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Monaco: What’s Yours is Mine Review

This thing of ours

Welcome to Monaco. Heaven to some– God’s blind spot to others. It’s a place of endless opportunity and perpetual danger, where survival is a gamble and the stakes raised with every hitch of breath. In the land of milk and money, fortune favors those who don’t just take risks, but breaks them into tiny little pieces, into minute shards of calculation and laser guided instinct.

Monaco: What’s Yours Is Mine is Pocketwatch Games’ top-down heist-em-up. The story: four convicts escape the walls of a minimum security prison. After the prologue, the plot fractures into several overlapping, self-contradicting storylines. Taking cues from The Usual Suspects, Monaco sketches out a post-mod Rashomon of  thieves and liars. The Locksmith’s is a cautionary tale of greed and obsession. The Pickpocket’s confession reveals a truth masquerading as a lie masquerading as the truth.

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Try to pay attention to the story. It’s quite good. Don’t get distracted by the neon visuals, by the impeccably designed aesthetic. Try not to be charmed by the clever use of architectural blueprints in place of the fog of war. Monaco is your stylish and sharp interior design school friend who never quite went for the neo-bohemian hipster Kool-Aid. Monaco‘s world features polygons in the classical definition–clean lines forming perfect shapes. The characters are oversized pixels that scuttle and skitter with ripe tension and devil-may-care confidence. This is why pixel art direction exists–because of games like Monaco that use it as a means, not as an excuse.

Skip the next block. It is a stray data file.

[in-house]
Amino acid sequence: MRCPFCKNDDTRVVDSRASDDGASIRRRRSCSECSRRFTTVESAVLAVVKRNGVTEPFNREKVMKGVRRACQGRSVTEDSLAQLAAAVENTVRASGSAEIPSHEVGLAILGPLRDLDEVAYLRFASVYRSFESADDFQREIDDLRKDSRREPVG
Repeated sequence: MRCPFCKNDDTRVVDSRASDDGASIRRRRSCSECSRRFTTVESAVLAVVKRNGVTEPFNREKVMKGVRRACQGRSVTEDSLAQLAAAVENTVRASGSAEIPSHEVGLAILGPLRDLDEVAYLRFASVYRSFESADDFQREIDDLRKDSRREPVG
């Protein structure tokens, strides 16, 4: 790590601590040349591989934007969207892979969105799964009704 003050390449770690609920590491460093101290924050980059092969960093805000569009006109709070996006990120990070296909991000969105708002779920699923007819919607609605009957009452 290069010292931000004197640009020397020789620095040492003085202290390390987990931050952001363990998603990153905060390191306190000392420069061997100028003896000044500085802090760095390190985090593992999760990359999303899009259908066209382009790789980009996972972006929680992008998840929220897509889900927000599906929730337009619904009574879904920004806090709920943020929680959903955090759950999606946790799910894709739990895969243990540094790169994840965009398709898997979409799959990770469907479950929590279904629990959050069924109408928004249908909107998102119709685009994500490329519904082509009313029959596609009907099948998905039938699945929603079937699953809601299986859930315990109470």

Sound plays a huge part in games where stealth is key. Monaco‘s contextually tuned audio bytes are so spare and distinguished that hearing them becomes a Pavlovian exercise. Plug in earphones and let its perfectly formed soundwaves wrap around you. Pick a lock and be rewarded by genuinely satisfying clicks and rattles. Tamper with a generator to hear the appreciative metal groan heralding a temporary blackout. French expletives ring through hallways as the gendarme give chase. Learn to love and fear these sounds. When  you’re running blind for a good chunk of the game, hearing footsteps as you scrabble at a keyhole becomes more frightening than crack of gunshots.

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Made men

Each character exercises a hold on their own patch of pixels. The Cleaner leaves a trail of sleeping bodies, the scent of formaldehyde wafting in the air. The Pickpocket and his monkey are smooth operators, able to rob the place blind. For the Locksmith, a locked door is nothing but a half-second wasted. In the safety of the dark, the Lookout sees all. Additionally, each character can equip one usable item. Grab anything from guns and wrenches to EMP grenades and cartoon dynamite. Ammo is limited, dictated by how much cash you’ve collected. You’re forced to think smart. But if you keep your cool and pay attention, the city is yours for the taking.